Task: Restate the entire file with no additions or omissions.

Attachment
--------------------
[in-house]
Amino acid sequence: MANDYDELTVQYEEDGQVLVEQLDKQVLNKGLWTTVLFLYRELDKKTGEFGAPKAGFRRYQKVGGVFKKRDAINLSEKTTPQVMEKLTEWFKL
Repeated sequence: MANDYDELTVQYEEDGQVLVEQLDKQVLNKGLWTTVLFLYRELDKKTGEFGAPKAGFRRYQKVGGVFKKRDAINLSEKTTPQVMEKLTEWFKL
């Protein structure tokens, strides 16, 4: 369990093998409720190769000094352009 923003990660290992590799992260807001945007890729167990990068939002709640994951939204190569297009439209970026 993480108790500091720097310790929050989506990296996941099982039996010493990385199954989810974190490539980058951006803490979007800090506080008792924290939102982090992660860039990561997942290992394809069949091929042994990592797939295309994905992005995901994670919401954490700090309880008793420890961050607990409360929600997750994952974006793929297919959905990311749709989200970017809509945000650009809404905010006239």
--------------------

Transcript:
[in-house]
Amino acid sequence: MANDYDELTVQYEEDGQVLVEQLDKQVLNKGLWTTVLFLYRELDKKTGEFGAPKAGFRRYQKVGGVFKKRDAINLSEKTTPQVMEKLTEWFKL
Repeated sequence: MANDYDELTVQYEEDGQVLVEQLDKQVLNKGLWTTVLFLYRELDKKTGEFGAPKAGFRRYQKVGGVFKKRDAINLSEKTTPQVMEKLTEWFKL
């Protein structure tokens, strides 16, 4: 369990093998409720190769000094352009 923003990660290992590799992260807001945007890729167990990068939002709640994951939204190569297009439209970026 993480108790500091720097310790929050989506990296996941099982039996010493990385199954989810974190490539980058951006803490979007800090506080008792924290939102982090992660860039990561997942290992394809069949091929042994990592797939295309994905992005995901994670919401954490700090309880008793420890961050607990409360929600997750994952974006793929297919959905990311749709989200970017809509945000650009809404905010006239």